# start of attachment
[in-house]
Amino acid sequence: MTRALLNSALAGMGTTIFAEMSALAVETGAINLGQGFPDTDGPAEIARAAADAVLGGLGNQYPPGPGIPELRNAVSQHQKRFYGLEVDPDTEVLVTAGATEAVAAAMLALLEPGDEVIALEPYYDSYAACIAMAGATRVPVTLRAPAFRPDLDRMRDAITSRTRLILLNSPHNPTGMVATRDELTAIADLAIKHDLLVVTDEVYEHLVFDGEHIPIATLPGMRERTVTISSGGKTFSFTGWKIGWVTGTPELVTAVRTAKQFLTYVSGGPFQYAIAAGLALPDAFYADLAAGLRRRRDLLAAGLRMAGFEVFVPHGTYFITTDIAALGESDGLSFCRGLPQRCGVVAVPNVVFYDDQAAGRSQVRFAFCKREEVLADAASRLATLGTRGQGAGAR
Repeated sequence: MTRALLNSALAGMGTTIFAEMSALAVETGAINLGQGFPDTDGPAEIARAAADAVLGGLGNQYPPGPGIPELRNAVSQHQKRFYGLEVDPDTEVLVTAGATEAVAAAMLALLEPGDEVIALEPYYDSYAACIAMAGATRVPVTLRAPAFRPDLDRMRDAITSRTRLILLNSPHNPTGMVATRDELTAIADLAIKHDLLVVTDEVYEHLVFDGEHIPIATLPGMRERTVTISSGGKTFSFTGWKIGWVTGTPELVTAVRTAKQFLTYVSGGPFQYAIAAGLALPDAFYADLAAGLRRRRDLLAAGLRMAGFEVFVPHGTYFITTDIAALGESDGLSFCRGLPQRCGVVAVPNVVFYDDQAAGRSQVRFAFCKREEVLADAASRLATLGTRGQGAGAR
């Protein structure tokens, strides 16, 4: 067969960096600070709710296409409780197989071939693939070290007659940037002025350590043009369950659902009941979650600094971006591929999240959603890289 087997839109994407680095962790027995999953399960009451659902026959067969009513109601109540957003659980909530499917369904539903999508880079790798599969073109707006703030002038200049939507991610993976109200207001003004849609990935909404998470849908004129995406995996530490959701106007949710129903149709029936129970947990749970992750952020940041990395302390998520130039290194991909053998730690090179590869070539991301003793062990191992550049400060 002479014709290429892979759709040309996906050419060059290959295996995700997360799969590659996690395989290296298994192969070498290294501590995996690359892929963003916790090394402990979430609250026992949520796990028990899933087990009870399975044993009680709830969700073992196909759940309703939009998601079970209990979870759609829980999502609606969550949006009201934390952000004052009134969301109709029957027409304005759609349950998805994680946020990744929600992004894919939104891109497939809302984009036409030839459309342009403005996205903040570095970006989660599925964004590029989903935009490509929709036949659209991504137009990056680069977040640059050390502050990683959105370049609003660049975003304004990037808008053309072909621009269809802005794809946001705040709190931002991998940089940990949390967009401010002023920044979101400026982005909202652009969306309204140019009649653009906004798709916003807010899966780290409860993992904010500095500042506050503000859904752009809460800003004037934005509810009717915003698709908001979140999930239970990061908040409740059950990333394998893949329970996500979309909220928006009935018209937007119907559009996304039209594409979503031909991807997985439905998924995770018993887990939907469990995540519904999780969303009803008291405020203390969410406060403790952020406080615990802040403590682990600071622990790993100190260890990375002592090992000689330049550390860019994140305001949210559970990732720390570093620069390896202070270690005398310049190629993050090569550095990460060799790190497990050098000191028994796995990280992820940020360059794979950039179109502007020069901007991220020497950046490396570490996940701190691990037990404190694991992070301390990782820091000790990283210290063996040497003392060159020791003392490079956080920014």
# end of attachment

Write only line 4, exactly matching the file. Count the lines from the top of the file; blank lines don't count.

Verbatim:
């Protein structure tokens, strides 16, 4: 067969960096600070709710296409409780197989071939693939070290007659940037002025350590043009369950659902009941979650600094971006591929999240959603890289 087997839109994407680095962790027995999953399960009451659902026959067969009513109601109540957003659980909530499917369904539903999508880079790798599969073109707006703030002038200049939507991610993976109200207001003004849609990935909404998470849908004129995406995996530490959701106007949710129903149709029936129970947990749970992750952020940041990395302390998520130039290194991909053998730690090179590869070539991301003793062990191992550049400060 002479014709290429892979759709040309996906050419060059290959295996995700997360799969590659996690395989290296298994192969070498290294501590995996690359892929963003916790090394402990979430609250026992949520796990028990899933087990009870399975044993009680709830969700073992196909759940309703939009998601079970209990979870759609829980999502609606969550949006009201934390952000004052009134969301109709029957027409304005759609349950998805994680946020990744929600992004894919939104891109497939809302984009036409030839459309342009403005996205903040570095970006989660599925964004590029989903935009490509929709036949659209991504137009990056680069977040640059050390502050990683959105370049609003660049975003304004990037808008053309072909621009269809802005794809946001705040709190931002991998940089940990949390967009401010002023920044979101400026982005909202652009969306309204140019009649653009906004798709916003807010899966780290409860993992904010500095500042506050503000859904752009809460800003004037934005509810009717915003698709908001979140999930239970990061908040409740059950990333394998893949329970996500979309909220928006009935018209937007119907559009996304039209594409979503031909991807997985439905998924995770018993887990939907469990995540519904999780969303009803008291405020203390969410406060403790952020406080615990802040403590682990600071622990790993100190260890990375002592090992000689330049550390860019994140305001949210559970990732720390570093620069390896202070270690005398310049190629993050090569550095990460060799790190497990050098000191028994796995990280992820940020360059794979950039179109502007020069901007991220020497950046490396570490996940701190691990037990404190694991992070301390990782820091000790990283210290063996040497003392060159020791003392490079956080920014």